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Winter tyres are fitted by many of our European cousins during the colder seasons, yet us Brits still mostly stick with summer rubber all year round.

Attitudes are beginning to change in the UK, though, and slowly demand for seasonal tyres is picking up. To see if this trend is a worthwile one, AutoCar sample some cold weather tyres on an unlikely winter vehicle, before offering advice on how to best look after these specialised tyres, and yourself, on wintry British roads: https://www.autocar.co.uk/winter-tyre-tips
 

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It's an interesting article, but it makes no mention of the fact that winter tyres only work best when the temp is well into single figures (most are normally 7deg or less I gather). The little FAQ bit at the bottom also seems a bit at odds with the main article.

I'd say there are two big issues facing winter tyres, 1. being cost and storage and 2. the fluctuation of UK weather day to day.

1. Presuming you can afford them, how many drivers have space or skills to store and fit a 2nd set of wheels and tyres? There are deals for garages to store and swap for you (most express places offer this now) but where and how are they stored? Are they stored off the ground or just marked and bundled up?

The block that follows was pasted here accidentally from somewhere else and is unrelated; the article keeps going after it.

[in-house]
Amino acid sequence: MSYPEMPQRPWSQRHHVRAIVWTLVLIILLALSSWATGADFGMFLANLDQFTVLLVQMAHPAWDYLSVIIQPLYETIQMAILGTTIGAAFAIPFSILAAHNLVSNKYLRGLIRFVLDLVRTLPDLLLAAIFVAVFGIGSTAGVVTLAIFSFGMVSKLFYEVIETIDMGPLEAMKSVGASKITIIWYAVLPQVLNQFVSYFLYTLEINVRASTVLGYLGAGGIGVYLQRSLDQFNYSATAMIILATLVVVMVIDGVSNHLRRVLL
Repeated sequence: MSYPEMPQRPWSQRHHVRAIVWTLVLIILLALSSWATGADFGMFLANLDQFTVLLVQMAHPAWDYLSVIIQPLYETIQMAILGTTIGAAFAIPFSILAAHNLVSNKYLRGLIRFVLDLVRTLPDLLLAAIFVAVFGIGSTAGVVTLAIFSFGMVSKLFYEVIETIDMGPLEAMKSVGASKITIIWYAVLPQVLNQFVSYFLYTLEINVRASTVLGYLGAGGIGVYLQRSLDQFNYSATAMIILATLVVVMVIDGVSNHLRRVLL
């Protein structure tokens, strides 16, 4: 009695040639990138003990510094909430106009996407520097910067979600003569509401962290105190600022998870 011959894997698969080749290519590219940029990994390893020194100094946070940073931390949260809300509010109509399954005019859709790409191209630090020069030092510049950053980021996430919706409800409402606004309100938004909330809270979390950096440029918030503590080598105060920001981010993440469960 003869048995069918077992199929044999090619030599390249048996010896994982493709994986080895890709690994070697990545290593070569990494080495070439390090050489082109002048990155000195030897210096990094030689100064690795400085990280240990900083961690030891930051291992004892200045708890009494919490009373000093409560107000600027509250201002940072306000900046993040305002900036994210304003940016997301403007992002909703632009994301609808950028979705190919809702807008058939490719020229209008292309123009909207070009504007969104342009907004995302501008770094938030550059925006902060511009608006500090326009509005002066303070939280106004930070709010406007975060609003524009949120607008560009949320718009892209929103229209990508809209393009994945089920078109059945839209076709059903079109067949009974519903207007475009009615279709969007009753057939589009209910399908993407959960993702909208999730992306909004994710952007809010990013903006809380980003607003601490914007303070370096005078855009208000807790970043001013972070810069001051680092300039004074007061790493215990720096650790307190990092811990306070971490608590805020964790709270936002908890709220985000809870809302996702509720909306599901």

2. How many really cold days does the bulk of the UK experience to make costs beneficial? Noting too their own experience with incorrect speedo's - a couple of speeding fines and your cost benefits are wiped out in fines and higher premiums. Speaking of premiums, does your insurance company need to know and will they adjust accordingly if you are deemed to be taking a higher risk venturing out when with standard tyres you'd stop in?

I'm sure they are beneficial to a band of motorists (delivery drivers, public vehicles e.g. buses, emergency services, breakdown crews etc) and the ability to stop and steer vs just getting traction isn't to be sniffed at but you could arguably get a similar result by waiting for the local authority to treat the road and for the temp to rise slightly during the later morning - noting most traffic is bumper to bumper and slow moving. and how many folks can now work at home to reduce the risk and not loss costs to businesses?

Hewesy
 

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We've got snow today but it was warm yesterday and set to be sunny tomorrow. It is hard to justify the cost and storage of winter tyres for an odd couple of days a year. I would like to see the price come down and then it might make it a more viable option.
 

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I'd agree, I think all weather tyres might make more sense for most drivers though really.

Hewesy
 
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